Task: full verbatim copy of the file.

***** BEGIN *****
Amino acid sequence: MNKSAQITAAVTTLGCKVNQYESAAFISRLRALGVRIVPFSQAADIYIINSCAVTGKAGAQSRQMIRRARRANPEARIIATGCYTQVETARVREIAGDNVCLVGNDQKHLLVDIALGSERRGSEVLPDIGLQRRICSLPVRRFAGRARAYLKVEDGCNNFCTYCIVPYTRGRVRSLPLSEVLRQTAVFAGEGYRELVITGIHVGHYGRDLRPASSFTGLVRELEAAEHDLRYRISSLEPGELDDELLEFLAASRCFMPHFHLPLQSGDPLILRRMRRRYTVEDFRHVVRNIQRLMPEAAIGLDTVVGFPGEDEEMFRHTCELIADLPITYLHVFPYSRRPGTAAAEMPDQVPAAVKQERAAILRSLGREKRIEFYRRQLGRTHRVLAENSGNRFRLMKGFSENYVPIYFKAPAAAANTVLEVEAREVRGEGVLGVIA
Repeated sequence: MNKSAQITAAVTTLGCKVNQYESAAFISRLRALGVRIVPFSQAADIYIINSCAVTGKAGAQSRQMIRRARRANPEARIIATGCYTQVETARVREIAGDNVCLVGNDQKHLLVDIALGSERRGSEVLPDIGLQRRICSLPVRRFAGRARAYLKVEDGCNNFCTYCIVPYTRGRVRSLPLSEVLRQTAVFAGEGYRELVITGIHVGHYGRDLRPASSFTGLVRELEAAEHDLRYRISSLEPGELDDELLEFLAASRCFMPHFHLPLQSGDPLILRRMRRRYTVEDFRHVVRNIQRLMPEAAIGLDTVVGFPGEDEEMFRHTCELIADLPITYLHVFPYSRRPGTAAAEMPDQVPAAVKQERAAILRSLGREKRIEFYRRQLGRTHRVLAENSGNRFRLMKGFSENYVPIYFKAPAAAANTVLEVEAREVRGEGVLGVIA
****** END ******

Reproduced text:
Amino acid sequence: MNKSAQITAAVTTLGCKVNQYESAAFISRLRALGVRIVPFSQAADIYIINSCAVTGKAGAQSRQMIRRARRANPEARIIATGCYTQVETARVREIAGDNVCLVGNDQKHLLVDIALGSERRGSEVLPDIGLQRRICSLPVRRFAGRARAYLKVEDGCNNFCTYCIVPYTRGRVRSLPLSEVLRQTAVFAGEGYRELVITGIHVGHYGRDLRPASSFTGLVRELEAAEHDLRYRISSLEPGELDDELLEFLAASRCFMPHFHLPLQSGDPLILRRMRRRYTVEDFRHVVRNIQRLMPEAAIGLDTVVGFPGEDEEMFRHTCELIADLPITYLHVFPYSRRPGTAAAEMPDQVPAAVKQERAAILRSLGREKRIEFYRRQLGRTHRVLAENSGNRFRLMKGFSENYVPIYFKAPAAAANTVLEVEAREVRGEGVLGVIA
Repeated sequence: MNKSAQITAAVTTLGCKVNQYESAAFISRLRALGVRIVPFSQAADIYIINSCAVTGKAGAQSRQMIRRARRANPEARIIATGCYTQVETARVREIAGDNVCLVGNDQKHLLVDIALGSERRGSEVLPDIGLQRRICSLPVRRFAGRARAYLKVEDGCNNFCTYCIVPYTRGRVRSLPLSEVLRQTAVFAGEGYRELVITGIHVGHYGRDLRPASSFTGLVRELEAAEHDLRYRISSLEPGELDDELLEFLAASRCFMPHFHLPLQSGDPLILRRMRRRYTVEDFRHVVRNIQRLMPEAAIGLDTVVGFPGEDEEMFRHTCELIADLPITYLHVFPYSRRPGTAAAEMPDQVPAAVKQERAAILRSLGREKRIEFYRRQLGRTHRVLAENSGNRFRLMKGFSENYVPIYFKAPAAAANTVLEVEAREVRGEGVLGVIA